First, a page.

No matter how many pains you take, you cannot use the ‘undo’ command in life and edit again.
Another quality of time is its uniformity and impartial nature. It works at the same pace for the wealthiest and for the poorest one. An hour means sixty minutes both for a king and a pauper. All are slaves of time. What we can do is make the most of the time at hand, as the old proverb goes ‘make hay while the sun shines’.
We can broadly divide time into three categories – past, present and future. But actually it is indivisible. It’s a wonder how soon a past is created. You wink and eye and the moment is past. You will never find back the time wasted by you, there will only be tales of past. Future too is not revealed to us. We never know what is going to happen. ‘There’s many a slip between the cup and the lip’. So we should live in the present. It is only in the present that the essence of life is contained. We cannot depend on either the past or future which is not in front of us. Live life as it unfolds itself before us, that is, in the form of present.
Trust no Future, howe’er pleasant!
Let the dead Past bury its dead!
Act, -- act in the living Present!
Heart within, and God o’erhead!
(H.W. Longfellow in ‘A Psalm of Life’)
Time doesn’t give you chances. There are no retakes in real life. Time teaches you with experience but it has been called the cruelest teacher. Why? Because it never waits and you can’t change your actions later. So much destruction has been caused in the world. The two World Wars have been there. Atom bombs have been dropped on Hiroshima and Nagasaki. It seemed as if the country of Japan would be destroyed, its economy would never be able to recover. But time didn’t come to a standstill. Japan is one of the leading nations of the world. This is because the Japanese didn’t wait for the time, rather they acted. People lose their loved ones. Their lives are shattered by the death. Life doesn’t seem to be moving ahead. But things change because time doesn’t wait for the mourner to get back to life again. Time is a great healer too. It goes on and on, just like a stream. Indeed, time is the stream of life. Just like the bubbles some people fade away, some new ones take their place and the process goes on. Life goes on.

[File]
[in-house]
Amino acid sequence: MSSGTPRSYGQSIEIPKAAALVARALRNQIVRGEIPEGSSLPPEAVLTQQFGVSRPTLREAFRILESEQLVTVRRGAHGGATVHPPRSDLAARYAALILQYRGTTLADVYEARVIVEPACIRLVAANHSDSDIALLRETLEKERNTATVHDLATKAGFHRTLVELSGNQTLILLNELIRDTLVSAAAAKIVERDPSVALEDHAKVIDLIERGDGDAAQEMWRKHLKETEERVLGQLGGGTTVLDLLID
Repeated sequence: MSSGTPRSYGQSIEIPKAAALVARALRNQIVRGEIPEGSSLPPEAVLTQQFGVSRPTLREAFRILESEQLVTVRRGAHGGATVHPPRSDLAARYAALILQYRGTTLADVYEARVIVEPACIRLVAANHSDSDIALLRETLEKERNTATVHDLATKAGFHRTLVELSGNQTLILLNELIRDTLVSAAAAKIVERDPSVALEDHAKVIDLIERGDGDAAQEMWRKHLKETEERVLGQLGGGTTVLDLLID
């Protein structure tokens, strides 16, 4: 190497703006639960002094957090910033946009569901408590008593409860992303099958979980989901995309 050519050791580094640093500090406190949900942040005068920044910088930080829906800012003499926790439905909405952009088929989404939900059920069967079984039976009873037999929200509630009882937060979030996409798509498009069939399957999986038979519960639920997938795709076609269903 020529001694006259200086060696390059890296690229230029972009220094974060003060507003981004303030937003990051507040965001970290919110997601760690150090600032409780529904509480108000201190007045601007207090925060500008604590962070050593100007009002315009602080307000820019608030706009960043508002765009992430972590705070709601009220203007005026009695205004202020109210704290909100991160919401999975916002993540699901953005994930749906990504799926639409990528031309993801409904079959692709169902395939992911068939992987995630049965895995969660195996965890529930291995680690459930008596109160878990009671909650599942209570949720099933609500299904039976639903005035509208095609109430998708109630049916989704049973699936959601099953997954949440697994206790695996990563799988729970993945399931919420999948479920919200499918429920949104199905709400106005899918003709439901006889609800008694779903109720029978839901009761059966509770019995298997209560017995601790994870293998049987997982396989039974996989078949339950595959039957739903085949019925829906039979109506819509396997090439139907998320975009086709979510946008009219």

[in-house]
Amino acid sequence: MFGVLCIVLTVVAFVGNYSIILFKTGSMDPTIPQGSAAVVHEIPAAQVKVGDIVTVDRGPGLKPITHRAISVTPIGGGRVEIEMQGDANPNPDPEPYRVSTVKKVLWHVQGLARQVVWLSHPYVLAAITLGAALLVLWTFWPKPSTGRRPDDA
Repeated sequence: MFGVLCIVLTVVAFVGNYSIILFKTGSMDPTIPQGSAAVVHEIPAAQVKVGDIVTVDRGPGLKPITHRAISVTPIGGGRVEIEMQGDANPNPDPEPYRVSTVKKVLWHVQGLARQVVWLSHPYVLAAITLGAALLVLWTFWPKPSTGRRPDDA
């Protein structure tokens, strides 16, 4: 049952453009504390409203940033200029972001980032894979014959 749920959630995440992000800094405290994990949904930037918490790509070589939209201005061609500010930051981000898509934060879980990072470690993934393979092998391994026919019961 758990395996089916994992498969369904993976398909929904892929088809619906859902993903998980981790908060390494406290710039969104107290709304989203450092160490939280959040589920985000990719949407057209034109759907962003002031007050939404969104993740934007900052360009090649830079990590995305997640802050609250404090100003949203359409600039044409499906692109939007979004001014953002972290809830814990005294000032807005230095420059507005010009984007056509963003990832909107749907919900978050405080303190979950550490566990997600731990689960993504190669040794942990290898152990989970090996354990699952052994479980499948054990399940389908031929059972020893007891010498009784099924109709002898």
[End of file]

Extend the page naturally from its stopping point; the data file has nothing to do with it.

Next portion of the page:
‘There is a time and place for everything’ according to an old proverb. So when opportunity knocks at your door don’t turn around. Grab the offer with both hands. Act spontaneously. The moment you act will be the right time. You never know when the time runs out or the tide turns unfavourable. Time is like the sand fast pouring out of your hands. It is just like the onion being layer after layer and in the end you find there’s nothing remaining in it. It’s now or never. So like Henry Wadsworth Longfellow says:
Let us, then be up and doing,
With a heart for any fate;
Still achieving, still pursuing,
Learn to labour and to wait.